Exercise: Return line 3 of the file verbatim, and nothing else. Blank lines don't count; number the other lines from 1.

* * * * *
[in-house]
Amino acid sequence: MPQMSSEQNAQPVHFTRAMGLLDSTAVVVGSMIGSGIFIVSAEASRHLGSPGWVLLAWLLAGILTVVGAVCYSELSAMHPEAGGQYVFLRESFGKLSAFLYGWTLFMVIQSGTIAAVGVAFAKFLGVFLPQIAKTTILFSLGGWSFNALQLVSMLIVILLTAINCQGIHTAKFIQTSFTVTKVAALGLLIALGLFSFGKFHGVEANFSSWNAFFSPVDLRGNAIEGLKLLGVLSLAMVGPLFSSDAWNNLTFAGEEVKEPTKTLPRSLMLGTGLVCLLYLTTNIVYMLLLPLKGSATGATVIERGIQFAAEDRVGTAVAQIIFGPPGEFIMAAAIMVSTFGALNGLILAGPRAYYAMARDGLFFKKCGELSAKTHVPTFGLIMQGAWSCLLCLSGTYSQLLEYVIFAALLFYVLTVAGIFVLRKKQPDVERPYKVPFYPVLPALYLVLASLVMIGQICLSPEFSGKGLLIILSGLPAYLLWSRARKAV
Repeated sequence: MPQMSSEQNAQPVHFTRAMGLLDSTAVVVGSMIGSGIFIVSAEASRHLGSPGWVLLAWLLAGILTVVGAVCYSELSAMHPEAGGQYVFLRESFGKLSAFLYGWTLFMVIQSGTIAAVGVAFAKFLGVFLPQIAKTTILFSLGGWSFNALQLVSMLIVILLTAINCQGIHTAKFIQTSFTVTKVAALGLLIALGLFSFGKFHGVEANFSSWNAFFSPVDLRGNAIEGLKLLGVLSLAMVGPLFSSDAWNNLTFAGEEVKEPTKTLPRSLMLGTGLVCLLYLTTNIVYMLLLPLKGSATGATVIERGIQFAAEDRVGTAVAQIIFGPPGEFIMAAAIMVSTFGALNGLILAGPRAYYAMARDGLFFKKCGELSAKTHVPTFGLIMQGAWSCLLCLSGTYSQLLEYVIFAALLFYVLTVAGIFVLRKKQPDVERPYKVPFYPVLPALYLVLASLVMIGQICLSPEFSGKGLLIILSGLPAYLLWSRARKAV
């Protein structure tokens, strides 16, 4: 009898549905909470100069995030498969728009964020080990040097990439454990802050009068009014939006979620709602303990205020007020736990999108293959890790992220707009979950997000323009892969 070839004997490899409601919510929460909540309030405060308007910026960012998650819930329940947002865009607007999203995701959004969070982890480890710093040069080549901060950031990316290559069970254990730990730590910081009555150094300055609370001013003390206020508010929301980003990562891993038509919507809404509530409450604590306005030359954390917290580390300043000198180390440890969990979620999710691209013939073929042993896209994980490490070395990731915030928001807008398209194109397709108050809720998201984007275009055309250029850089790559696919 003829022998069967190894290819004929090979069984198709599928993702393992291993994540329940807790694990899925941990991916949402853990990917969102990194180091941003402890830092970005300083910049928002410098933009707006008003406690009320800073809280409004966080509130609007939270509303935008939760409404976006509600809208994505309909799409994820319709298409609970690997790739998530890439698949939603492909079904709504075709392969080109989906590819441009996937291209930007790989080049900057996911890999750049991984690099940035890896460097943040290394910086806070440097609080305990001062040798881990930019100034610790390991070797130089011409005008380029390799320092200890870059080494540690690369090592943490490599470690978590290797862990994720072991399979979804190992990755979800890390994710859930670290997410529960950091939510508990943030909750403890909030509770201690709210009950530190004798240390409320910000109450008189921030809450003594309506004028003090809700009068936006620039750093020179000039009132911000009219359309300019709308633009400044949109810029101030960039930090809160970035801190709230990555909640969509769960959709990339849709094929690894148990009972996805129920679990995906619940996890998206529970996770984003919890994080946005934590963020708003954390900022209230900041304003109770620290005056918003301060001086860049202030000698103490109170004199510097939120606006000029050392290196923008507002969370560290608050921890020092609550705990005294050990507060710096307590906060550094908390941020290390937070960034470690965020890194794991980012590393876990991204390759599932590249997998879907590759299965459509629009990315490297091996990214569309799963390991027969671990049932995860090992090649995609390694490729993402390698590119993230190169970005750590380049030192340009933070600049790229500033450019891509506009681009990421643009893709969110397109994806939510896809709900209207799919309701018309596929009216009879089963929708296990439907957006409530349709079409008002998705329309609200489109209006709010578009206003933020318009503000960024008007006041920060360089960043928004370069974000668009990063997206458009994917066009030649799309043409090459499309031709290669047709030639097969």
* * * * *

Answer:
Repeated sequence: MPQMSSEQNAQPVHFTRAMGLLDSTAVVVGSMIGSGIFIVSAEASRHLGSPGWVLLAWLLAGILTVVGAVCYSELSAMHPEAGGQYVFLRESFGKLSAFLYGWTLFMVIQSGTIAAVGVAFAKFLGVFLPQIAKTTILFSLGGWSFNALQLVSMLIVILLTAINCQGIHTAKFIQTSFTVTKVAALGLLIALGLFSFGKFHGVEANFSSWNAFFSPVDLRGNAIEGLKLLGVLSLAMVGPLFSSDAWNNLTFAGEEVKEPTKTLPRSLMLGTGLVCLLYLTTNIVYMLLLPLKGSATGATVIERGIQFAAEDRVGTAVAQIIFGPPGEFIMAAAIMVSTFGALNGLILAGPRAYYAMARDGLFFKKCGELSAKTHVPTFGLIMQGAWSCLLCLSGTYSQLLEYVIFAALLFYVLTVAGIFVLRKKQPDVERPYKVPFYPVLPALYLVLASLVMIGQICLSPEFSGKGLLIILSGLPAYLLWSRARKAV